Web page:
The crowd in the echoing hall of the airport ebbs and flows like flotsam and jetsam in a dirty river. I keep my eye on the red feather in the bird-breast headpiece worn by an elfin man. He still seems more legend than reality. I am following Mincaye, a leader of the formerly "stone age" Waodani people of Ecuador's Amazon jungle. He is following Babae, Steve Saint. Steve's baseball-capped head bobs up and down with his gait, like that of a lanky teenager. I think Mincaye would follow him anywhere, but here, in Hyderabad, India, Mincaye follows especially closely.
This is the latest chapter in a story that began 50 years ago on a remote sandbar in the jungles of Ecuador. Then Mincaye and fellow tribesmen used spears and machetes to slaughter Saint's father, Nate Saint, a Mission Aviation Fellowship (MAF) pilot, along with missionaries Jim Elliot, Ed McCully, Pete Fleming, and Roger Youderian.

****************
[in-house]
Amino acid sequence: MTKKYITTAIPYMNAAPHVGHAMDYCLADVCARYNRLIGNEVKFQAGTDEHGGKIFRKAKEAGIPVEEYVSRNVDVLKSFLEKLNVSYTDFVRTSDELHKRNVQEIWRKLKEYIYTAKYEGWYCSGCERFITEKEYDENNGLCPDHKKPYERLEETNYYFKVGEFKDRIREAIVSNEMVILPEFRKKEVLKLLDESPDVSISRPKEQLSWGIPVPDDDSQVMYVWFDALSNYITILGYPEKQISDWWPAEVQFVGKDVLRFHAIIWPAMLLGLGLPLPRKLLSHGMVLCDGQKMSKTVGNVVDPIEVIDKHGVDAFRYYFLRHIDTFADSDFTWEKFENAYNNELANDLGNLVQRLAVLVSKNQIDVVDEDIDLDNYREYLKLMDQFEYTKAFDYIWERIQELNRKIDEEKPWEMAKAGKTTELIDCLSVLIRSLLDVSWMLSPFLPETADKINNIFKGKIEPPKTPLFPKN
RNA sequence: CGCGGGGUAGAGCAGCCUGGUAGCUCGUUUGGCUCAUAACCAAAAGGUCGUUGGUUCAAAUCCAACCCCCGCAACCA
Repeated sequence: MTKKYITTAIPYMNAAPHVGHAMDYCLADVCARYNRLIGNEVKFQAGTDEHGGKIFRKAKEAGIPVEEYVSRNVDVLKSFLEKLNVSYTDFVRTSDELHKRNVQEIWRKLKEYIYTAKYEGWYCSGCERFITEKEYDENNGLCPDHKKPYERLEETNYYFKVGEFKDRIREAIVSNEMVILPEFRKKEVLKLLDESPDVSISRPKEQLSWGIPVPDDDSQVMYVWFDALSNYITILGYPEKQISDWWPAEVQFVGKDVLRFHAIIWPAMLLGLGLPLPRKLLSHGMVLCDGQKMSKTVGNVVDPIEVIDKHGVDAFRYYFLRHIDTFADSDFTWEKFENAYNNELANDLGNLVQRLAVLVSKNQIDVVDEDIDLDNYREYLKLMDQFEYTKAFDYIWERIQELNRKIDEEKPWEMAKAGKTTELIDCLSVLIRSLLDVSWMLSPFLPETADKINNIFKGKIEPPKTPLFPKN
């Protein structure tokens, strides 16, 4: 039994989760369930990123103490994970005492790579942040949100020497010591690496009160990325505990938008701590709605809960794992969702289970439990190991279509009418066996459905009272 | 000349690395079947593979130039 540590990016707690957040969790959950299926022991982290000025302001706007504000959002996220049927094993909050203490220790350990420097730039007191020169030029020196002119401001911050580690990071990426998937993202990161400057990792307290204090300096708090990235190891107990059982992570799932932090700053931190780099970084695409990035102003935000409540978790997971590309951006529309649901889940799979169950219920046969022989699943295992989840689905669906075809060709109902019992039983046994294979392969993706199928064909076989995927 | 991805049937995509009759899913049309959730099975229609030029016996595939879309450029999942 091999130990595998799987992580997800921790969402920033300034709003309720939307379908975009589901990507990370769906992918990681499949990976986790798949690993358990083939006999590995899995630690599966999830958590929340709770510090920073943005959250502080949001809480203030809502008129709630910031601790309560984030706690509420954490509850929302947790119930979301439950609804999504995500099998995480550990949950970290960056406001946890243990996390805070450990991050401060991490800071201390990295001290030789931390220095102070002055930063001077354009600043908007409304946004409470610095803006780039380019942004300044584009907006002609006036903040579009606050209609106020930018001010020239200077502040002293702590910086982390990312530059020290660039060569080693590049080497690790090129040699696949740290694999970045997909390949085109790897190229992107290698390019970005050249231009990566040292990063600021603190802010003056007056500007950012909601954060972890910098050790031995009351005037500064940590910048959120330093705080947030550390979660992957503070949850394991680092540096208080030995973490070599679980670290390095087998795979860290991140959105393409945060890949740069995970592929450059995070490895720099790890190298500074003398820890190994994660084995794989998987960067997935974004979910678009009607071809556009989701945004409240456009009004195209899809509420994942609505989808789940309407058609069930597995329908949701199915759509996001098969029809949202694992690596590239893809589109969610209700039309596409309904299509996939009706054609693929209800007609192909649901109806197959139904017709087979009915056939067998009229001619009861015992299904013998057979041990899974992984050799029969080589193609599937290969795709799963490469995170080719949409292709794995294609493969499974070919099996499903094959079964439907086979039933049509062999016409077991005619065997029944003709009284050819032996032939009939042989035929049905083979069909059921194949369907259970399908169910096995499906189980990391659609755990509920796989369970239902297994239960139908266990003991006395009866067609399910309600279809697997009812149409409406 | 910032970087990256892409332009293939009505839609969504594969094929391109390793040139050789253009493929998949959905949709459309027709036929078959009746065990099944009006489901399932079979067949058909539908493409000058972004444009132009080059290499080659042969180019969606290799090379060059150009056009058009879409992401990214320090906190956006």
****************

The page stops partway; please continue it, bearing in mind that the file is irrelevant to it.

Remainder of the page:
The story, first recounted in Life magazine and now retold in End of the Spear, a motion picture released this month, has inspired many Christians to consider a missionary calling and sparked dozens of books (including Elisabeth Elliot's Through Gates of Splendor), movies, radio programs, and articles. More importantly, the violent, short lives of the Waodani—called "Auca," or savages, at the time—were transformed. Mincaye, once a murderer of missionaries, has become a missionary himself. That's why he is here.
Also remarkable is how well Mincaye represents where the missions movement is headed.
"I came to speak God's carvings," Mincaye says, as Steve translates from Wao tededö into English. "Carvings" is the term the Waodani use for the Bible. "God tells ...1
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